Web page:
#6

Hello,
I really need to share my experience with waxing, and it is not to shed a negative light on it, for I know that it works for alot of folks that are very happy with it.
I had shaved for 28 years. My leg hair was normal, and my upper leg hair was soft and I always got a nice, smooth shave. My girlfriend raved about waxing so much, telling me all of the positives about it… So, I figured, what the heck, I’ll give it a go. Well, I have regretted it, truly!! I have hard, prickly, hair where I never had hair before. My upper thighs never get a clean shave anymore, it is a MESS! I must have at least 300 BRAND new hairs that are stubbly and actually painful and they never grow in correctly. I used to have light, soft hair, now I have coarse, prickly beard like stubble that never goes away. I wished I NEVER waxed. I went to an expert waxer who does all of my girlfriends, so I know it was not the technicians fault. Now, I am seeking out laser or some type of permanent procedure to fix what waxing created. If anybody has any sound advice, I would really appreciate it. I know that I am rare case, as all of my friends swear by waxing!


#7

I know this is a late reply, but I just discovered this site. I need to let meeow & anyone else know that my experience has been a definite YES, waxing caused my facial hair to grow back thicker and darker. I had used Nair & Neet for quite a while to take care of the long but fine growth, especially on my chin. However, I fell victim to the claims that waxing causes hair to come back thinner & lighter. Nothing can be farther from the truth, and I don’t know how these companies can claim that without getting into big legal trouble.

I now have to depilate my facial hair DAILY!!! I tried electrolysis for a while, and the electrologist explained to me that it is extremely common for waxing to transform the fine velum hairs into thick coarse hairs (I forget the term). Something to do with how ripping the hair out damages the root – not enough to destroy it – only enough so that it develops scar tissue which reaches down deeper into the skin, where it is able to get more nourishment from the bloodstream. I can’t vouch for the accuracy of her explanation, but I can tell you that I wish I had never heard of waxing. Plucking is not quite so bad, but still has the same potential.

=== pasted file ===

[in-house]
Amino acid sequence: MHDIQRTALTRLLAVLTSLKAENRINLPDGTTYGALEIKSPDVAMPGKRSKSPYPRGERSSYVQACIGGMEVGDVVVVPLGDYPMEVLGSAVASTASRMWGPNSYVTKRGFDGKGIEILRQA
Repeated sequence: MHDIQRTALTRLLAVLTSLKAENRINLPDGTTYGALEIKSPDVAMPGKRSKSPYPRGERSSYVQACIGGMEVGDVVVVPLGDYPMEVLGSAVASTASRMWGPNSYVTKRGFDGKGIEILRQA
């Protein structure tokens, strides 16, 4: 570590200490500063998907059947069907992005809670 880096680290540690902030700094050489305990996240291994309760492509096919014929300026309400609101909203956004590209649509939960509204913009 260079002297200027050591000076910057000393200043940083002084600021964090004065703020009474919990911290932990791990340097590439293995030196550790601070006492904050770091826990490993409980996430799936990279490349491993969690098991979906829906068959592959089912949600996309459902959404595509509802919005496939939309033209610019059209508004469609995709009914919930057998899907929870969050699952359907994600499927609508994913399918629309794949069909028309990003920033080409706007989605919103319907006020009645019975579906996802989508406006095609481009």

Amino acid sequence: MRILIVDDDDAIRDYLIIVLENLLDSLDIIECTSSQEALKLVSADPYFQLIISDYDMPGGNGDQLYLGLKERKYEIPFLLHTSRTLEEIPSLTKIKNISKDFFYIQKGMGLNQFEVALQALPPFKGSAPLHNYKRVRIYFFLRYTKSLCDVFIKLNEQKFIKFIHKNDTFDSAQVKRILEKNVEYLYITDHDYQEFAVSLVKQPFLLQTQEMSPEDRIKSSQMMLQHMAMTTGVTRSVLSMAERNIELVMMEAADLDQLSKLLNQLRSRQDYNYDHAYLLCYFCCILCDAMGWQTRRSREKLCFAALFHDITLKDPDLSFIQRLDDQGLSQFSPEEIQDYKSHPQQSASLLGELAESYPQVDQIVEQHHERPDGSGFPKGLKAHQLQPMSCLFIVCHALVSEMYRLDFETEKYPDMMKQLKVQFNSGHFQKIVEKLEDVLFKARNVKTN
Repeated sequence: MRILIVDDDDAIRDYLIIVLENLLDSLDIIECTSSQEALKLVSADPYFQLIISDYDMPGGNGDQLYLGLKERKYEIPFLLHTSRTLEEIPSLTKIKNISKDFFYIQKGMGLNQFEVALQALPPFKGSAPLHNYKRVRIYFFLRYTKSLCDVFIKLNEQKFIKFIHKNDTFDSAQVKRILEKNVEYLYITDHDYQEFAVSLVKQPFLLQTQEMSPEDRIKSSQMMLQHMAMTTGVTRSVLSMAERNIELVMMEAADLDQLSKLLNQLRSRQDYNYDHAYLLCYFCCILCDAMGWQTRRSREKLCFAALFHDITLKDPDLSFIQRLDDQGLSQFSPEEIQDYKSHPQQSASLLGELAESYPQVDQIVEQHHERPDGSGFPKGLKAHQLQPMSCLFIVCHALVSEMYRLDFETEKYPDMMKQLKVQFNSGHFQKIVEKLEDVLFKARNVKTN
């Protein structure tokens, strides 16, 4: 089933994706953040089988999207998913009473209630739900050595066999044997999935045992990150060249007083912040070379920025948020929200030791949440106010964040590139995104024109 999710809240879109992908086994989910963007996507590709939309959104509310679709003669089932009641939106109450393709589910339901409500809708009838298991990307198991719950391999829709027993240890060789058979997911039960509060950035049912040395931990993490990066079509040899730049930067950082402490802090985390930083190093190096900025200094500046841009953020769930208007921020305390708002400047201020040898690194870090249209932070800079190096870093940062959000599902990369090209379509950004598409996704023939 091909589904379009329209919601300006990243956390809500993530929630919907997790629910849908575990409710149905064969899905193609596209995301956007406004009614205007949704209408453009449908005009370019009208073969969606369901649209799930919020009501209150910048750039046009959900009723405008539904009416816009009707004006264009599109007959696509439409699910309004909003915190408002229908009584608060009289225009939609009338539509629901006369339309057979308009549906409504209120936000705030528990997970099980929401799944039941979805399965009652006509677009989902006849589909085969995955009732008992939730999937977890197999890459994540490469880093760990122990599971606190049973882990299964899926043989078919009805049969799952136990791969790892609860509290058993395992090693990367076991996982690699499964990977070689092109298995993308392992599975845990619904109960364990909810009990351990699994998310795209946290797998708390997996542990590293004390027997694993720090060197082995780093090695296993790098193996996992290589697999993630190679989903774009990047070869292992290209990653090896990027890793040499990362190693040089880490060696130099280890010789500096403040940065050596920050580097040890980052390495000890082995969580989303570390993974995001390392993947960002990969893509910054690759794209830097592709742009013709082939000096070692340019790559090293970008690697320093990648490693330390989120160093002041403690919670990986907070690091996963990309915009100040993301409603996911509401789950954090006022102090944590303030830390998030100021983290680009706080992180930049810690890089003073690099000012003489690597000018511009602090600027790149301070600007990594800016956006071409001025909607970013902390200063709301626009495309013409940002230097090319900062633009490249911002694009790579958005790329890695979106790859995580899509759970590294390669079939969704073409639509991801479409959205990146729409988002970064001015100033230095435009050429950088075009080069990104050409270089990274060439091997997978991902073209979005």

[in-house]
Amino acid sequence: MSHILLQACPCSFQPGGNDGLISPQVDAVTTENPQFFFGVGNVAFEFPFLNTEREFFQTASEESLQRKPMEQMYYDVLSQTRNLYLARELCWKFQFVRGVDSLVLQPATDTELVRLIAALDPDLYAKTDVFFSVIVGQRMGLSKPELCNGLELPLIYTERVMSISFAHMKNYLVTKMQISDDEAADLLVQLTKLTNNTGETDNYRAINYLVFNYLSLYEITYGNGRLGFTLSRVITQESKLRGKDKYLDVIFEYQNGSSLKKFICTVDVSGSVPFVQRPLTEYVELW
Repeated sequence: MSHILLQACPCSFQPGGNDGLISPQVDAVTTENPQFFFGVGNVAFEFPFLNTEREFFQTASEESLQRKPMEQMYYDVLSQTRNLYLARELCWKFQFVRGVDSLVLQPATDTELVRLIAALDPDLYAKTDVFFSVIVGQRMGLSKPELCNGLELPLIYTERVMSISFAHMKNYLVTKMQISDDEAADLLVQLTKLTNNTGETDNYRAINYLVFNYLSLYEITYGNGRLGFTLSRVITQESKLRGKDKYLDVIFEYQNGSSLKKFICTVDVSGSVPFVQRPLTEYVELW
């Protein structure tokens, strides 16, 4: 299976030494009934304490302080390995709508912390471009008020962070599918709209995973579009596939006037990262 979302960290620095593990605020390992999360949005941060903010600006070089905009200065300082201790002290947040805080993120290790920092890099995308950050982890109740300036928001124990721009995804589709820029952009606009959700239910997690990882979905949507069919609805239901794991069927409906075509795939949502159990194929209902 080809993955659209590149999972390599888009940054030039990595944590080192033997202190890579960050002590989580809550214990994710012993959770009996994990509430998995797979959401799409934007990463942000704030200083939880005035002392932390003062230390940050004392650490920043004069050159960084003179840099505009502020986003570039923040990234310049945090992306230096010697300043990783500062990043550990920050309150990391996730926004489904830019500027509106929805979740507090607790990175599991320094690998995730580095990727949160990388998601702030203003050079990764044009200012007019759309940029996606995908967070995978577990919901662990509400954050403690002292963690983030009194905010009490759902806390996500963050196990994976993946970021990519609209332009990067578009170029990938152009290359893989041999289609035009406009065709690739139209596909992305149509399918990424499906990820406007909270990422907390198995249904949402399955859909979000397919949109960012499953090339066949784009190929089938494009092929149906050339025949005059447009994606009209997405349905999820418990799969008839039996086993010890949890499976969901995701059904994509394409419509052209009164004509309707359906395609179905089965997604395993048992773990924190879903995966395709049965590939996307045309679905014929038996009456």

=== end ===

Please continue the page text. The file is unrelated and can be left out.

This is actual fact in my case, it’s not a perception or illusion. I strongly advise people not to wax, especially if you’ve tried it once or twice and notice the hair getting thicker and darker. Stop immediately and go back to Nair. Shaving is even better. That is what was recommended to my by an electrologist and a professional laser esthetician.


#8

Thanks juliette and daisy for our responses! :smile:

Waxing and plucking are poorly understood medcially, even though they’ve been occuring for thousands of years. There hasn’t been much data on what it does. Some consumers observe that it reduces hair, others that it increases hair. Until it’s tested under controlled conditions, it will be hard to say which one is more common.

It’s also a common claim (especially among electrologists and laser practitioners) that waxing stimulates hairs or distorts follicles.

Again, it’s hard to say how accurate this generally accepted observation is. What I recommend is what daisy does. If you do it once and it seems to come back thicker, you may want to switch to a professional method like laser or electrolysis.

In many cases, our hair is coming in thicker gradually, and waxin suddenly makes it more noticeable. When you clear an area that seemed mildly fuzzy, and the thicker hairs come in first, it can give the illusion that it’s coming in much faster and thicker than before. It may still be coming in thicker, but the epilating can make it seem worse than it is.

Bottom line: waxing is alway a temporary fix, and if you are really concerned about hair in an area, I suggest you look into permanent options.